There are several areas in Norfolk I have regularly visited over the years to watch and hopefully photograph Barn Owls, and I was lucky enough during my recent time there to have seen two pairs at two of the four locations I know of. The others maybe there but the weather may have played a part in them staying in rather than venturing out. Again as previously mentioned I am always looking to push my own photography when I am alone and not with clients. Seeing something different and then trying to capture that idea with my camera.

This is one of the main parts of photography that always excites me, as my arty streak in me comes out and working alongside your cameras abilities you can often capture something different. With the few sightings I witnessed of the Barn Owls I tried different compositions, manual focusing, and extreme positioning of the subject in the corners of my viewfinder, creating lots of blank and open spaces to the front of the main subject.

Norfolk’s also a great place to for Brown Hares and I came across a few during my time there, wonderful mammals to spend time with and watch.

Many different images from the various different weather conditions that I’ve endured and as I write this blog there are still areas of the country where snow is around, but in the coming week the temperatures are set to rise so maybe nature has seen the last of winter now but I don’t want to speak to soon as before. On a serious note I do hope wildlife hasn’t suffered to much during the recent cold spell and fingers crossed spring is just around the corner.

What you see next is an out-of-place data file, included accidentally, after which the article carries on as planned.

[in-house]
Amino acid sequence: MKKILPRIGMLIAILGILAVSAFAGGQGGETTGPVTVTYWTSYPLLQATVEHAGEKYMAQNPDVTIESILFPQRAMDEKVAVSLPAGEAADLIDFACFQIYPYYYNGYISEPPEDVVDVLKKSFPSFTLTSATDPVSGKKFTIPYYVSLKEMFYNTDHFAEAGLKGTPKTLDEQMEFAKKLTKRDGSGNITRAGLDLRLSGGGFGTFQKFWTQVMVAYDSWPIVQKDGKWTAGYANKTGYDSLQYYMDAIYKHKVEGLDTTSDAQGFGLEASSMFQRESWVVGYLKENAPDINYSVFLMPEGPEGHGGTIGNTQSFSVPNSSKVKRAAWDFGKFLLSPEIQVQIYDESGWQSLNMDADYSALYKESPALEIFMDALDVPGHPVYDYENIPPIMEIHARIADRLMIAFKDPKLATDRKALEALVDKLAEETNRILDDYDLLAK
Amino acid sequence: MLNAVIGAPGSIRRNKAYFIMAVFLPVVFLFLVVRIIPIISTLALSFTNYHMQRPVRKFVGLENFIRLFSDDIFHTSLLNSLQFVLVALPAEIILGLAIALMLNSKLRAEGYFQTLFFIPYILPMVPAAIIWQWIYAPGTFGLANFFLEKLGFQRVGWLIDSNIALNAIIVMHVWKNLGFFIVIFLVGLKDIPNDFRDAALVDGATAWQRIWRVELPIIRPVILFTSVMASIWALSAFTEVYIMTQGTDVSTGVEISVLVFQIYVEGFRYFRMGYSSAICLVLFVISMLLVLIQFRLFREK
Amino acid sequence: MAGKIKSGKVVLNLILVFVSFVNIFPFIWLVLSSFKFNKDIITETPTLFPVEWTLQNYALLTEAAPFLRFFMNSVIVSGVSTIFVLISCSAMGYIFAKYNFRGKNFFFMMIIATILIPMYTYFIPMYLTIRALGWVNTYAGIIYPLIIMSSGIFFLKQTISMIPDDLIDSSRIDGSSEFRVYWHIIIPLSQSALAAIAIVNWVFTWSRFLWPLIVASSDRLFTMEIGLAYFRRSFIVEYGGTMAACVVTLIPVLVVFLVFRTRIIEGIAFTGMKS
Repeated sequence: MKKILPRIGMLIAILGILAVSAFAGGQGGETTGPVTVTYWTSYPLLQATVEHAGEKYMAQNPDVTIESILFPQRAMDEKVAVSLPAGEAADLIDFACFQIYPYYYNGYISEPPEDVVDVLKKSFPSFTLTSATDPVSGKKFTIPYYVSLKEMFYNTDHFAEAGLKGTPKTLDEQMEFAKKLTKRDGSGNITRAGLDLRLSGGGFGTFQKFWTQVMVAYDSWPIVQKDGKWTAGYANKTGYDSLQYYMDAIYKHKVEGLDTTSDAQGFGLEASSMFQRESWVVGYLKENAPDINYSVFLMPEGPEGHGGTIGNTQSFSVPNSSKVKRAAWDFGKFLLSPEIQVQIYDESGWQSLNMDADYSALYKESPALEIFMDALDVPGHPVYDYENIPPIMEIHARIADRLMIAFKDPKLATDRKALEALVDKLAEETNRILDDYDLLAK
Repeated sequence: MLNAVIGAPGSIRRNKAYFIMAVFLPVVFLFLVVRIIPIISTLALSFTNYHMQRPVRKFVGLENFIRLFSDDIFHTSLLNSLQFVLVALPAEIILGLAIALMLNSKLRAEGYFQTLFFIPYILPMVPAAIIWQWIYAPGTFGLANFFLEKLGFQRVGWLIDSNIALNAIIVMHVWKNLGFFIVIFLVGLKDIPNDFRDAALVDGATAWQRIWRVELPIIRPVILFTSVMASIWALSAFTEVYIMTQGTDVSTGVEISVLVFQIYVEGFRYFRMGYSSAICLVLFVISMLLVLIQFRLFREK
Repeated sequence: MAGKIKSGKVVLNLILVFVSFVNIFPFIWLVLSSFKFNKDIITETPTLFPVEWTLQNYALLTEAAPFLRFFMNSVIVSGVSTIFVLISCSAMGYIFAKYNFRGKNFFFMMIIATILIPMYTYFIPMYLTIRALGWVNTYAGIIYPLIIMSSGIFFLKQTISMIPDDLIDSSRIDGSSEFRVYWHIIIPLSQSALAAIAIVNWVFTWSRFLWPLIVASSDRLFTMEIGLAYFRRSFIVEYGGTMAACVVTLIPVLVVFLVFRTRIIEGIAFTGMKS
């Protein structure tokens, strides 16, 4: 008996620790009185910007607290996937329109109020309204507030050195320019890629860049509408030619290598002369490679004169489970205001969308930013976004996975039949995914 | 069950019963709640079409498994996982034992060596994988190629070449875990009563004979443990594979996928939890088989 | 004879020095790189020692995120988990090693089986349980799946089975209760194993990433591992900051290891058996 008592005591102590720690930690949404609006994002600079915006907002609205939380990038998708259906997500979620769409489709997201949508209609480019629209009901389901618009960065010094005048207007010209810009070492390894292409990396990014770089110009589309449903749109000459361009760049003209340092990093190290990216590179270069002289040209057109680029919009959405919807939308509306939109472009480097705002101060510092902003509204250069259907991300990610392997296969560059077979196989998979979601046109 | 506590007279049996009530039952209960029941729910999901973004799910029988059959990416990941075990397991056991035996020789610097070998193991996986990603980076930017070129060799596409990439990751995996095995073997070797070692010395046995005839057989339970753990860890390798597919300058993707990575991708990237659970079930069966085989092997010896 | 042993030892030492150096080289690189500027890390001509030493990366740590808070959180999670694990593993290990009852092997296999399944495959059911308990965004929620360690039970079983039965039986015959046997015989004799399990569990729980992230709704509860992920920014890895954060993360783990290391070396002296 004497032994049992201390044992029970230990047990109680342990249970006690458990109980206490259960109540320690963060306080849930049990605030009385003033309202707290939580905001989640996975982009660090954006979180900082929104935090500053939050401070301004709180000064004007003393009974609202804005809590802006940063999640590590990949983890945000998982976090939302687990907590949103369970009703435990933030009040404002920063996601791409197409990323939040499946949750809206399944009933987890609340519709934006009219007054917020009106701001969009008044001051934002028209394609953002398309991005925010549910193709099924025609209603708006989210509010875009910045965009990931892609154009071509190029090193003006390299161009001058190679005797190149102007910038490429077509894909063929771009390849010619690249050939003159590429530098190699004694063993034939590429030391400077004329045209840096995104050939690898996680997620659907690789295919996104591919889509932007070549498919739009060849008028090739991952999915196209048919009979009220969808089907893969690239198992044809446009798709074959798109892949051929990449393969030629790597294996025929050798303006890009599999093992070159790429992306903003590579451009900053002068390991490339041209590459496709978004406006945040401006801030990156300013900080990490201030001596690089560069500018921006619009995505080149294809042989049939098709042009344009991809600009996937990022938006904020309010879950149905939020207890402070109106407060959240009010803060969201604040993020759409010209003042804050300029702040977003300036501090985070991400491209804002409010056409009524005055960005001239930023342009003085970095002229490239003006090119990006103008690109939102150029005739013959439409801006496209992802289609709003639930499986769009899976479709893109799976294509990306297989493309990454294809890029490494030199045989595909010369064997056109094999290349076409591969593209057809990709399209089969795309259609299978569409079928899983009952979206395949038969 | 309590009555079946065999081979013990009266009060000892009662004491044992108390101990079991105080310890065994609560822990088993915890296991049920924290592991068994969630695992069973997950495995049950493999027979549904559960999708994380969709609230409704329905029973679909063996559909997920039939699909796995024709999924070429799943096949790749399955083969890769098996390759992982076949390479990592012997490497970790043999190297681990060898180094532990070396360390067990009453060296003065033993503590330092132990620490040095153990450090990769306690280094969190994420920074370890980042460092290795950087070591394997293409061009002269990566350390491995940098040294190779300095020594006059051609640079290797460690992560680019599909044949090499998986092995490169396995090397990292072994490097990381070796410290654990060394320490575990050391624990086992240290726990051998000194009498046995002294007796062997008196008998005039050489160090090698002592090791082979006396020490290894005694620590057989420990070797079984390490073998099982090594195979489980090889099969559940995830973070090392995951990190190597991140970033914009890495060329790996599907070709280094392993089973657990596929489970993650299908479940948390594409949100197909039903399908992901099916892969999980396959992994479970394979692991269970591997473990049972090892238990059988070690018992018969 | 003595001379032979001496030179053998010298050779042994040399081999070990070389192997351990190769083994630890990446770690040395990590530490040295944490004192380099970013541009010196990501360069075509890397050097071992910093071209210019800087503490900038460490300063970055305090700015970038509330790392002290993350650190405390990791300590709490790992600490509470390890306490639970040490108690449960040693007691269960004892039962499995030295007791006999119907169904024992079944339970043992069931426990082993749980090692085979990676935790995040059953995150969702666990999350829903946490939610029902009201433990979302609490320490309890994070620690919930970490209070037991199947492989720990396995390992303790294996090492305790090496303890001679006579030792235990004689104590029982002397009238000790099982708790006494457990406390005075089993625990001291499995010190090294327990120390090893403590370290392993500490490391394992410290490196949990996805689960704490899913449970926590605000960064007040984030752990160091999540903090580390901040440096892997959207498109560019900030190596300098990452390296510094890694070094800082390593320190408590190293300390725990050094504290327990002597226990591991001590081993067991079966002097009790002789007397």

Tigers around the world need help, they are crucially endangered, with their numbers in the wild at a dangerous level. Upon first seeing these animals in the wild it reddened me speechless because of their amazing beauty. They cannot just be left to die out with just a few remaining in zoos and parks. A world devoid of wild Tigers would be a very sad place indeed.

Through 3 limited edition prints I raise money to help these beautiful animals, where 50% of the profits from the sale of these images goes directly to 21st Century Tiger. They spend every penny on saving this most beautiful of animals we have roaming the earth at present.  In several weeks I return to India once more hoping to share my passion for these animals with my clients booked onto my Tigers of India photo tour. Each one has a dream of seeing these animals and along with the brilliant guides I work with there I hope to show and help each person capture some wonderful images of this amazing animal.

I am donating one of my 2010 Year of the Tiger images as the first prize in a photography competition for another UK Tiger charity called TIGERS4EVER.org. It hopes to raise awareness of the plight of the Tiger in the wild. The print is only 1 of 100 ever printed and will be the first prize in this competition. Calumet UK  are very kindly supporting Tigers4Ever’s 11-16 age category photographic competition also with a 1st prize of £100 Calumet gift vouchers.

If you are interested in entering and helping this charity where all monies raises through this competition goes towards helping Tigers then please click on this link http://www.tigers4ever.org/ many thanks and the best of luck.